On the Rise: Clifford Owusu

Industry: Entertainment

Hats: Entertainer, Promoter of Happiness, Human Resources Manager

School: SUNY Buffalo State

Major: BA, Human Resources Management

Mission: “To promote happiness, laughter and positive thinking through my words, videos and posts.”

IMG_4280Clifford Owusu  is like a breath of fresh air and a shot of inspiration for anyone who underestimates the meaning of happiness. In a world where “ hate” has been more advertised than happiness, it is great to see young individuals who go out of their way to share happiness with others especially while balancing a professional career. Over the past few months, Clifford,  a Ghanaian comedian, entertainer and YouTube dance sensation, has captured the hearts of many around the world through comedic performances, which have been featured on Good Morning America and BuzzFeed. With a focus of promoting happiness through comedic displays of his culture, Clifford’s videos are not only uplifting, but culturally-enlightening. I recently caught up with Clifford to discuss his path as an entertainer, however, this young professional had much more than dancing moves to share; as an HR Manager he also shared some insights for recent graduates entering the job market.
1. Where were you six months after college?

I was interning at the place that I am currently working now in the HR department.  I’m lucky and blessed to say that I didn’t go through the long period of job search unlike  some graduates. After couple of months of interning I was  fully hired.  The majority of college graduates are going to be hit with denial, I was one of them, however my advice to them is to trust the process,network and do internships during and even after graduation because that’s the only way to get your foot in the  door.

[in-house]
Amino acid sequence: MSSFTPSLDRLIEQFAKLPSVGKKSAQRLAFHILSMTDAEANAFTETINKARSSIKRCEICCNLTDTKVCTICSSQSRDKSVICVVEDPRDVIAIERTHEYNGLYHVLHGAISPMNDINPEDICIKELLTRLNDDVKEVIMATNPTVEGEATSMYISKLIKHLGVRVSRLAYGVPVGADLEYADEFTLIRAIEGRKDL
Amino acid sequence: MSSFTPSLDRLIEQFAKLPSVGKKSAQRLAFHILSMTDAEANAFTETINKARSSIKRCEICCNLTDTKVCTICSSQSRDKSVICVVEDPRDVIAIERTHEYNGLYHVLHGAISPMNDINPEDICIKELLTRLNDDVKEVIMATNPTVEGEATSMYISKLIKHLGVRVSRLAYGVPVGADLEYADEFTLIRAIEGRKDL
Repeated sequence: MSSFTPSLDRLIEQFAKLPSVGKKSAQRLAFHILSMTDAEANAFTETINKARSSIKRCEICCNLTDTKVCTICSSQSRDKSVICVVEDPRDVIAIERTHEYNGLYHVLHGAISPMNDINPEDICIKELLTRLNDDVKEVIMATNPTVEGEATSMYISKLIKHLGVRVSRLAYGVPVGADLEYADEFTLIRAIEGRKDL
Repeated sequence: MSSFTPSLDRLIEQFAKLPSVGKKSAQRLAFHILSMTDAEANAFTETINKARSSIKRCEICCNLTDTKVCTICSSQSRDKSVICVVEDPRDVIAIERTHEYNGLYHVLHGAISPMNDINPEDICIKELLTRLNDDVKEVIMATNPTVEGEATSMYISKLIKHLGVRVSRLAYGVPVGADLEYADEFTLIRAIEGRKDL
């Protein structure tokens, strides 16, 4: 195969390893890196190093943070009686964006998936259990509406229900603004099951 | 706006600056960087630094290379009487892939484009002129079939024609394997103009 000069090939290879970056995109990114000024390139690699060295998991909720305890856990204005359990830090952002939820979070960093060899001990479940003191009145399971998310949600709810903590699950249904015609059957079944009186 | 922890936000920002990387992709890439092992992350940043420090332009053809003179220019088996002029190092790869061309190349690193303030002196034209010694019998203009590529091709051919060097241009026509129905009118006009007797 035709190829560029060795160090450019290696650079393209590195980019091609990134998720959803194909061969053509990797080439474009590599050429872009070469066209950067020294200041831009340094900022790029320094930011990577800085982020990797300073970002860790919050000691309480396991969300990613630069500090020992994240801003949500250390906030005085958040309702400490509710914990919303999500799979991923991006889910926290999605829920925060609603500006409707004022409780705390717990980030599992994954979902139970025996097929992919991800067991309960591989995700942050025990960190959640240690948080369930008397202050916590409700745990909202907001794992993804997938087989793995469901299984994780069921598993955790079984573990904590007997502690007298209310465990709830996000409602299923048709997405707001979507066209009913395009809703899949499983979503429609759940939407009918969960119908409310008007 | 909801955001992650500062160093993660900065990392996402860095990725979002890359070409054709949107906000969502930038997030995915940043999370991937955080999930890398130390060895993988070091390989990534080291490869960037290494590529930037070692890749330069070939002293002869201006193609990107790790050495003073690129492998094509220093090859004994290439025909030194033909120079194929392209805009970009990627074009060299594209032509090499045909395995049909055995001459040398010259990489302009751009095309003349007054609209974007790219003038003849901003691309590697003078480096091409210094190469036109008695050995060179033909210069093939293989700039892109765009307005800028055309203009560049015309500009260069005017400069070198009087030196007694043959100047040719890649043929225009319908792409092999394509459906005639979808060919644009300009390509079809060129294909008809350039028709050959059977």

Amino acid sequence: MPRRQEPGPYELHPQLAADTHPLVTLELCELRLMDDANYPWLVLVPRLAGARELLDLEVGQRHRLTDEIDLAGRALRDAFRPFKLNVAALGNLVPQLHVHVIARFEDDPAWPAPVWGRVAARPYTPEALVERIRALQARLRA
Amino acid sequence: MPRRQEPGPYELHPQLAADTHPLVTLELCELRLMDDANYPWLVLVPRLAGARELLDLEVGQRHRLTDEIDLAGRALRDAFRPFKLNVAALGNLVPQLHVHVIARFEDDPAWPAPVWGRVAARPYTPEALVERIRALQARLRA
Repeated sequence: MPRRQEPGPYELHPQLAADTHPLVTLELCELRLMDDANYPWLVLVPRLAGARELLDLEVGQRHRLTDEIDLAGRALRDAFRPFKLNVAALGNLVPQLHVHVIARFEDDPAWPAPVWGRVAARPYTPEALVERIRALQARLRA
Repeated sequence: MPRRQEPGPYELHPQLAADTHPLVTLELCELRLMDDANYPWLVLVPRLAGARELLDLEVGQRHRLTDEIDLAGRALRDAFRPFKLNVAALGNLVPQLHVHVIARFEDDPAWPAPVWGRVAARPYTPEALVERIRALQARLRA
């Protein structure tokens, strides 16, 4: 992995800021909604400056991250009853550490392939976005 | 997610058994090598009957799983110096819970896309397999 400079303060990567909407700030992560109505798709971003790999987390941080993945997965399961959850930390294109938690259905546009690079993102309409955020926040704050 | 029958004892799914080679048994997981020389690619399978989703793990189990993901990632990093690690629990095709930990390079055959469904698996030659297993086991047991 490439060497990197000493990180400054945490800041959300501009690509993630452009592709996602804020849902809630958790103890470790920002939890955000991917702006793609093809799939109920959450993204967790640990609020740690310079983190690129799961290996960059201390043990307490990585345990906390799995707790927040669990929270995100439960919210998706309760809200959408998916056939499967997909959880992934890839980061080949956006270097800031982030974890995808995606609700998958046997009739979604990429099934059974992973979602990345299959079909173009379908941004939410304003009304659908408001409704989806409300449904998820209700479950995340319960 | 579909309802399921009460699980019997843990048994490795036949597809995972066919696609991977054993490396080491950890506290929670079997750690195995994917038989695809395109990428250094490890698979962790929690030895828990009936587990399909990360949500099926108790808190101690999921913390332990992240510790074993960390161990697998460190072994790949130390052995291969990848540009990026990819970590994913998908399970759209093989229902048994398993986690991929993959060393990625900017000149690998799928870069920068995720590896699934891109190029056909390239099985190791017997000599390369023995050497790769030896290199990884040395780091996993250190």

2. Describe in 3 words how dancing makes you feel.

1- Happy* 2- Energized 3- Free

3. When did you realize you were funny?

I have been a clown my whole life ever since junior high school. I used to do a lot of parody, write songs and even rap. Growing up the only two people I considered celebrities were Michael Jackson and Eddie Murphy. So knowing that you can see why I mashed both my love for comedy and dance together in my YouTube videos.

4. Who supported you to do a video and share it on YouTube?

Before sharing my videos on YouTube, my friends and I used to post them on Facebook.However, after college in 2007, my friend Nana, now my manager, videotaped me dancing to a Ghanaian song and put it on YouTube and  next thing you know it blew up.

5. How do you explain to your parents your new-found hobby?

It took them some time  to embrace my talents but they eventually came through and are my biggest supporters. As soon as I graduated college,  it didn’t matter what I did because I gave them what they wanted;  a degree and by that time I had a good paying job. Growing up they made sure that my only focus was my education.That’s why I spent a great majority of my time hiding my CD’s and blasting music on my headphones. I would lie and tell them I’m going to my best friend’s house when in actuality I was in the studio recording. I wanted to become a producer like Diddy.

6. What do you do in your spare time?

There is no spare time, I’m always writing for my next project or traveling or sleeping because the body needs rest.

7. How do you balance your comedic career with your career as an HR specialist?

The good thing is that I’m a hard worker and I don’t like to procrastinate. From Monday to Friday I am strictly focused on my job, but as soon as I get home I’m drafting,thinking or editing videos.

8. Where do you get your inspiration?

Well, making people happy inspires me the most.  The fact that I create and write most of my scripts keep me inspired to be original. I try not to watch other people’s stuff because when you’re a creative person you want to be original and once you start looking at other’s work you’re going to focus on what they’re doing.